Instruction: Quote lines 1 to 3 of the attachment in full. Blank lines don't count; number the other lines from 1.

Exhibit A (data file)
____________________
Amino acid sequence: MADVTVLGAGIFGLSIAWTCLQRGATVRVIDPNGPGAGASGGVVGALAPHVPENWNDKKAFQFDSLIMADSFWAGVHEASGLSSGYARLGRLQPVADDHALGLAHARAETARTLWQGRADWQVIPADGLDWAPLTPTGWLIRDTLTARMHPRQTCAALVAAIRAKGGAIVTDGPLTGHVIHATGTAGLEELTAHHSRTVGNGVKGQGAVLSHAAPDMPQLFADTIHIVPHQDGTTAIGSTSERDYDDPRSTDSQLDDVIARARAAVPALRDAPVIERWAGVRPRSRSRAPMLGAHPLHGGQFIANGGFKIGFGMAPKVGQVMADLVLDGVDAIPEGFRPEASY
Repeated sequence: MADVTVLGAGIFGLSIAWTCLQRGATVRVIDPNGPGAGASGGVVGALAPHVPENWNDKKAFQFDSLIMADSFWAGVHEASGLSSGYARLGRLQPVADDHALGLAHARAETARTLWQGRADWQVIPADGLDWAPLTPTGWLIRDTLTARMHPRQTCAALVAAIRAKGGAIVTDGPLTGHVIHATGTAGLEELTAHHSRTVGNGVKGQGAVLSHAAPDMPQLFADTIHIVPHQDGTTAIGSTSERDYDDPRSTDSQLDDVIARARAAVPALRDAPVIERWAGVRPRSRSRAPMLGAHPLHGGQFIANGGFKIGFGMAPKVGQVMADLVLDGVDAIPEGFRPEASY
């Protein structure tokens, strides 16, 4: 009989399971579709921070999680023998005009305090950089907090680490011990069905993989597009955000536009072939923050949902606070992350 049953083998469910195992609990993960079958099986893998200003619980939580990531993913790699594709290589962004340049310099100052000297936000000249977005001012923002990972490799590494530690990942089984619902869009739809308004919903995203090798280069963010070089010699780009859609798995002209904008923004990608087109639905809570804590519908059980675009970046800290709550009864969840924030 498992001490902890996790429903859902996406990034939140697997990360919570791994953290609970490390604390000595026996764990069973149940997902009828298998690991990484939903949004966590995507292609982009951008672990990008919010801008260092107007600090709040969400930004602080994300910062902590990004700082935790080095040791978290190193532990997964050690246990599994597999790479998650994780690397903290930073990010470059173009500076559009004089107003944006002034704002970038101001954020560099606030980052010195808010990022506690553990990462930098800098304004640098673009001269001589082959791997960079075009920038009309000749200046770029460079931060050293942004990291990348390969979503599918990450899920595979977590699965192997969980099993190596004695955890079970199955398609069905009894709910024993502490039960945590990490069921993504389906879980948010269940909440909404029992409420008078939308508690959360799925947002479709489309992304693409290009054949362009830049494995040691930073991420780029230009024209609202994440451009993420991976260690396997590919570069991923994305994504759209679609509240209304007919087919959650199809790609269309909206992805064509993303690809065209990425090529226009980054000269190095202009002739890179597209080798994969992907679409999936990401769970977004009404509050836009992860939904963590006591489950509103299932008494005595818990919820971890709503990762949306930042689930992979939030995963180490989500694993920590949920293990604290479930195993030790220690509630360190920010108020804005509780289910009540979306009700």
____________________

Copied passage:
Amino acid sequence: MADVTVLGAGIFGLSIAWTCLQRGATVRVIDPNGPGAGASGGVVGALAPHVPENWNDKKAFQFDSLIMADSFWAGVHEASGLSSGYARLGRLQPVADDHALGLAHARAETARTLWQGRADWQVIPADGLDWAPLTPTGWLIRDTLTARMHPRQTCAALVAAIRAKGGAIVTDGPLTGHVIHATGTAGLEELTAHHSRTVGNGVKGQGAVLSHAAPDMPQLFADTIHIVPHQDGTTAIGSTSERDYDDPRSTDSQLDDVIARARAAVPALRDAPVIERWAGVRPRSRSRAPMLGAHPLHGGQFIANGGFKIGFGMAPKVGQVMADLVLDGVDAIPEGFRPEASY
Repeated sequence: MADVTVLGAGIFGLSIAWTCLQRGATVRVIDPNGPGAGASGGVVGALAPHVPENWNDKKAFQFDSLIMADSFWAGVHEASGLSSGYARLGRLQPVADDHALGLAHARAETARTLWQGRADWQVIPADGLDWAPLTPTGWLIRDTLTARMHPRQTCAALVAAIRAKGGAIVTDGPLTGHVIHATGTAGLEELTAHHSRTVGNGVKGQGAVLSHAAPDMPQLFADTIHIVPHQDGTTAIGSTSERDYDDPRSTDSQLDDVIARARAAVPALRDAPVIERWAGVRPRSRSRAPMLGAHPLHGGQFIANGGFKIGFGMAPKVGQVMADLVLDGVDAIPEGFRPEASY
């Protein structure tokens, strides 16, 4: 009989399971579709921070999680023998005009305090950089907090680490011990069905993989597009955000536009072939923050949902606070992350 049953083998469910195992609990993960079958099986893998200003619980939580990531993913790699594709290589962004340049310099100052000297936000000249977005001012923002990972490799590494530690990942089984619902869009739809308004919903995203090798280069963010070089010699780009859609798995002209904008923004990608087109639905809570804590519908059980675009970046800290709550009864969840924030 498992001490902890996790429903859902996406990034939140697997990360919570791994953290609970490390604390000595026996764990069973149940997902009828298998690991990484939903949004966590995507292609982009951008672990990008919010801008260092107007600090709040969400930004602080994300910062902590990004700082935790080095040791978290190193532990997964050690246990599994597999790479998650994780690397903290930073990010470059173009500076559009004089107003944006002034704002970038101001954020560099606030980052010195808010990022506690553990990462930098800098304004640098673009001269001589082959791997960079075009920038009309000749200046770029460079931060050293942004990291990348390969979503599918990450899920595979977590699965192997969980099993190596004695955890079970199955398609069905009894709910024993502490039960945590990490069921993504389906879980948010269940909440909404029992409420008078939308508690959360799925947002479709489309992304693409290009054949362009830049494995040691930073991420780029230009024209609202994440451009993420991976260690396997590919570069991923994305994504759209679609509240209304007919087919959650199809790609269309909206992805064509993303690809065209990425090529226009980054000269190095202009002739890179597209080798994969992907679409999936990401769970977004009404509050836009992860939904963590006591489950509103299932008494005595818990919820971890709503990762949306930042689930992979939030995963180490989500694993920590949920293990604290479930195993030790220690509630360190920010108020804005509780289910009540979306009700």